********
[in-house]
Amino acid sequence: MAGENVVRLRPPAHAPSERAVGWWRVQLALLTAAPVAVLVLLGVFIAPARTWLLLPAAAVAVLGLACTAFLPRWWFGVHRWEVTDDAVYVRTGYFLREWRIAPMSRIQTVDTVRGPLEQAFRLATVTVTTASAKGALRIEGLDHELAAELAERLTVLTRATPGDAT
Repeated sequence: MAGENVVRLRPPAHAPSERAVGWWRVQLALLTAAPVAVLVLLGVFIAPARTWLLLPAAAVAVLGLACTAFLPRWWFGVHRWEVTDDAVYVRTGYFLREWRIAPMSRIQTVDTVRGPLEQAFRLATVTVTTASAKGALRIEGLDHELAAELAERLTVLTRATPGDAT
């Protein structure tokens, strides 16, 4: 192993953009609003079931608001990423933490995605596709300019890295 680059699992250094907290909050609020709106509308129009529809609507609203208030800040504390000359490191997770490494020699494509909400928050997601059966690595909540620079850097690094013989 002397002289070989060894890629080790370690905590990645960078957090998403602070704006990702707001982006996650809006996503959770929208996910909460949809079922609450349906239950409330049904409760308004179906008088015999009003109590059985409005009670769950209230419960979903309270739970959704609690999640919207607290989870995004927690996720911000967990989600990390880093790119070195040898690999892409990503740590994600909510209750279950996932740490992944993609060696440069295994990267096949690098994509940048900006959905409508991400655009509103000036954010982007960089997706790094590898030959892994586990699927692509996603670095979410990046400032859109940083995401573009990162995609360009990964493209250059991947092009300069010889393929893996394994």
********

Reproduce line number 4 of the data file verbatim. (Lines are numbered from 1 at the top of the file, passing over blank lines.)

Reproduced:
């Protein structure tokens, strides 16, 4: 192993953009609003079931608001990423933490995605596709300019890295 680059699992250094907290909050609020709106509308129009529809609507609203208030800040504390000359490191997770490494020699494509909400928050997601059966690595909540620079850097690094013989 002397002289070989060894890629080790370690905590990645960078957090998403602070704006990702707001982006996650809006996503959770929208996910909460949809079922609450349906239950409330049904409760308004179906008088015999009003109590059985409005009670769950209230419960979903309270739970959704609690999640919207607290989870995004927690996720911000967990989600990390880093790119070195040898690999892409990503740590994600909510209750279950996932740490992944993609060696440069295994990267096949690098994509940048900006959905409508991400655009509103000036954010982007960089997706790094590898030959892994586990699927692509996603670095979410990046400032859109940083995401573009990162995609360009990964493209250059991947092009300069010889393929893996394994």